Case 1:09-cv-00089-WS-B Document 35 Filed 03/03/10 Page 2 of 13 customer checks in Centerline’s corporate checking account. (Doc. 1, 6, 8.) In performing these duties, “Edmonds engaged in an intentional, systematic campaign of misappropriating company funds for her personal use.” (Id. at 9.) As reflected in the Complaint, Edmonds’ theft from Centerline was accomplished through the following types of conduct: (i) use of Centerline credit cards to make unauthorized charges and payment of the ensuing invoices with Centerline funds; (ii) deposit of Centerline customer checks in Edmonds’ personal bank account; (iii) frequent, unauthorized counterwithdrawal of funds from Centerline’s checking account, resulting in cash transfers from that account to Edmonds; and (iv) overpayment of Edmonds and her husband through Centerline payroll checks. (Id. at 10-13.)2 As of the filing of the Complaint, it was estimated that Edmonds had misappropriated at least $250,000 through these methods over a period spanning several years. (Id. at 14.) As noted, the named plaintiff is Penn National, not Centerline, the employer who was directly injured by Edmonds’ misconduct. However, the Complaint adequately explained Penn National’s involvement in the case, and its standing to pursue causes of action against Edmonds.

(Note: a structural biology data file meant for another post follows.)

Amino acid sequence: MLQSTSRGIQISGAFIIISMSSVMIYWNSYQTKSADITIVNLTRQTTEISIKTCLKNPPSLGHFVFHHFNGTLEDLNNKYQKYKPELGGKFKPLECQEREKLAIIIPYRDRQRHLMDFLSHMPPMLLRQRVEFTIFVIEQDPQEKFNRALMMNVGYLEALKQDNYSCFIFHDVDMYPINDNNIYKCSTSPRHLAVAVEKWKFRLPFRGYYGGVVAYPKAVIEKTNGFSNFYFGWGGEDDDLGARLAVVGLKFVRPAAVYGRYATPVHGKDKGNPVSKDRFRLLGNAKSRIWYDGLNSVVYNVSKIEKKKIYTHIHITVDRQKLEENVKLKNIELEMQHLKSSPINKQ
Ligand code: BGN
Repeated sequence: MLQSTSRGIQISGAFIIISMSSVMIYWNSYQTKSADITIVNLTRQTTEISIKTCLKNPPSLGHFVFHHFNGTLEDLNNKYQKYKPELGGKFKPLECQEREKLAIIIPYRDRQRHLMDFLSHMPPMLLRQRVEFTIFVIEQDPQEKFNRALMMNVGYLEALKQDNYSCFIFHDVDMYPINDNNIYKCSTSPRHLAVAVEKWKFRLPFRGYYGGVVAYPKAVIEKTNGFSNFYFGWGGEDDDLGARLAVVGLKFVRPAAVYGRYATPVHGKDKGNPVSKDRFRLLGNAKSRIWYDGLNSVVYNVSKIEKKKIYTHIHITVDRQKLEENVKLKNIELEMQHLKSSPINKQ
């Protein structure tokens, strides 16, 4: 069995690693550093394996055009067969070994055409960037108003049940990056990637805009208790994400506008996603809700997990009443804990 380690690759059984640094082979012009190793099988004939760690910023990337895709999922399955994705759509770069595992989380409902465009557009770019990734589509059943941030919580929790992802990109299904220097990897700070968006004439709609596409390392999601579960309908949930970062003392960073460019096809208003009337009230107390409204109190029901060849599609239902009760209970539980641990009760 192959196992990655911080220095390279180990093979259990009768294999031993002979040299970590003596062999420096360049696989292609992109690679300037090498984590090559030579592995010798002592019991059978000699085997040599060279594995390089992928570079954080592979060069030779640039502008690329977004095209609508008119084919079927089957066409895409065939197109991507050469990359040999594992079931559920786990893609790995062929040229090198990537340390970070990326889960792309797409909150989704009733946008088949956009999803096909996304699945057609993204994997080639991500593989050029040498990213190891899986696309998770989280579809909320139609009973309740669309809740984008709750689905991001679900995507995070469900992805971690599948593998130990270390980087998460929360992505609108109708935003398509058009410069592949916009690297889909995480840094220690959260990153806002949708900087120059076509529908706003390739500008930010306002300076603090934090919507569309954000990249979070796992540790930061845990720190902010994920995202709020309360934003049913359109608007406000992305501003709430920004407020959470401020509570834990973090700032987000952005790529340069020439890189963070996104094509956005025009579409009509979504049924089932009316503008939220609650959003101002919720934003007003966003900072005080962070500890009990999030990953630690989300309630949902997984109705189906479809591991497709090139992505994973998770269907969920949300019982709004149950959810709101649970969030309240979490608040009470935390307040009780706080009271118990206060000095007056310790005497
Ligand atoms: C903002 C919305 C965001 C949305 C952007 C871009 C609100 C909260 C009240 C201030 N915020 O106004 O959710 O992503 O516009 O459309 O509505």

In particular, the well-pleaded factual allegations of the Complaint reflect that Centerline maintained an insurance policy and fidelity bond (collectively, the “Policy”) with Penn National for the period from December 8, 2004 through December 8, 2008, that the Policy covered losses caused by employee dishonesty, that Centerline had made a claim on the Policy after discovering Edmonds’ transgressions, that Penn National had paid its insured $150,000 on the claim, and that further payments were contemplated (up to a total of $500,000 or more) as the investigation continued. (Id. at 16-18, 53-54, 61-62, 67-68, 73-74, 81-82.) The Complaint also referenced The Complaint amplified each of these categories of misconduct with additional facts. With respect to credit cards, the Complaint included allegations that Edmonds had charged approximately $138,399.08 in personal, unauthorized expenses on a Centerline corporate American Express credit card between 2005 and April 2008, as well as $10,564.77 on a Centerline corporate credit card with Advanta, and had then paid those bills using funds from Centerline’s checking account or line of credit. (Id. at 21-32.) As to customer checks, the Complaint alleged that in 2006, Edmonds had taken customer checks payable to Centerline in amounts approximating $22,000 and had deposited or cashed those checks for personal use. (Id.